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Was Ambroise Vollard murdered?

Запись от NZR размещена 16.06.2010 в 12:56

From Times Online
June 12, 2010

Was Ambroise Vollard murdered?

As Vollard’s lost hoard of masterpieces resurfaces, the death of the 20th-century’s greatest art dealer still intrigues

Ben Hoyle


The vault had been sealed ever since a Mr Slomovic opened it in his father’s name in 1939, just before the Second World War broke out. It had sat ignored in the cellars of Société Générale in Paris while above ground the city was convulsed first by German occupation in the 1940s, then by the student riots of May 1968 and the biggest urban building programme since Haussmann drove his boulevards through the communes in the 19th century.
Still no word came from the mysterious client and, more to the point, no one emerged to foot the bill for 40 years of unpaid storage fees amounting to about Fr100,000 (then £9,000). So on March 21, 1979, armed with legal permission to enter the vault, a clerk opened its doors to see if anything inside could be sold to offset at least some of the charges.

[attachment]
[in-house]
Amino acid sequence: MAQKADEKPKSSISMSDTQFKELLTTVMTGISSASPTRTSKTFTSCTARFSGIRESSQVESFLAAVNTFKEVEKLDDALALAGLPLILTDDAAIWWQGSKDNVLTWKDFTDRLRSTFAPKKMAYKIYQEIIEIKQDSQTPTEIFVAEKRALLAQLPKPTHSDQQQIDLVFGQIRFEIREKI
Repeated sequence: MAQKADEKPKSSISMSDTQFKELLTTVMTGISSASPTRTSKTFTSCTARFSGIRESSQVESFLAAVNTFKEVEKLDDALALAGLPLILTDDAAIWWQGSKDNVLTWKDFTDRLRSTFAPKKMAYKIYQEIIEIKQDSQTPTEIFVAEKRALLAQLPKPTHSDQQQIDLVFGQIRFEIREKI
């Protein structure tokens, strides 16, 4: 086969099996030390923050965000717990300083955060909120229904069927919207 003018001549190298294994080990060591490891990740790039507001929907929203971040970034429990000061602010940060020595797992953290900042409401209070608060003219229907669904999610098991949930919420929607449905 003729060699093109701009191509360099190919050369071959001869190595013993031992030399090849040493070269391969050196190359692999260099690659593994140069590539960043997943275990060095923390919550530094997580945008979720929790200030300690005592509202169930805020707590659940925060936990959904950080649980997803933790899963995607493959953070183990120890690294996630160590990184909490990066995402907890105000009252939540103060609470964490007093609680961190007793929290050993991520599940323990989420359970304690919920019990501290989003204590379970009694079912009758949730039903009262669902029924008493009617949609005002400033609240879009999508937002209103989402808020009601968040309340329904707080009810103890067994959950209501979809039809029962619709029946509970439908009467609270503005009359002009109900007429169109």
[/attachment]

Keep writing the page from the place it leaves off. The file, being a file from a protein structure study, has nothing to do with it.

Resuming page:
What he found exceeded even his wildest expectations: a lost hoard of artworks by many of the greatest artists of the late 19th and early 20th century, including Cézanne, Picasso, Matisse, Gauguin, Renoir, Degas, Derain, Bonnard and Man Ray. They had belonged originally to Ambroise Vollard, an art dealer who made a fortune in Belle Epoque Paris and helped to shape our idea of modern art by giving Cézanne, Van Gogh, Gauguin, Matisse, Picasso and others their first solo shows. Vollard died in murky circumstances shortly before the paintings were deposited at Société Générale. Some experts are convinced that he was murdered.
By cracking open this extraordinary time-capsule the bank had unwittingly begun a new chapter in a story that begins in the Indian Ocean, takes in the thrilling Paris art scene on the verge of a new kind of painting and then turns darker, culminating in Vollard’s possible murder, the interventions of a disreputable Corsican dealer and a mobile Nazi gas chamber.
At least the unpaid fees are no longer a worry. Later this month, after three decades of legal wrangling, the bulk of this fabulous collection will be sold by Sotheby’s in London and Paris, where it is expected to realise about £15 million.The highlights of the two sales are on show at the New Bond Street headquarters of Sotheby’s from today until June 22.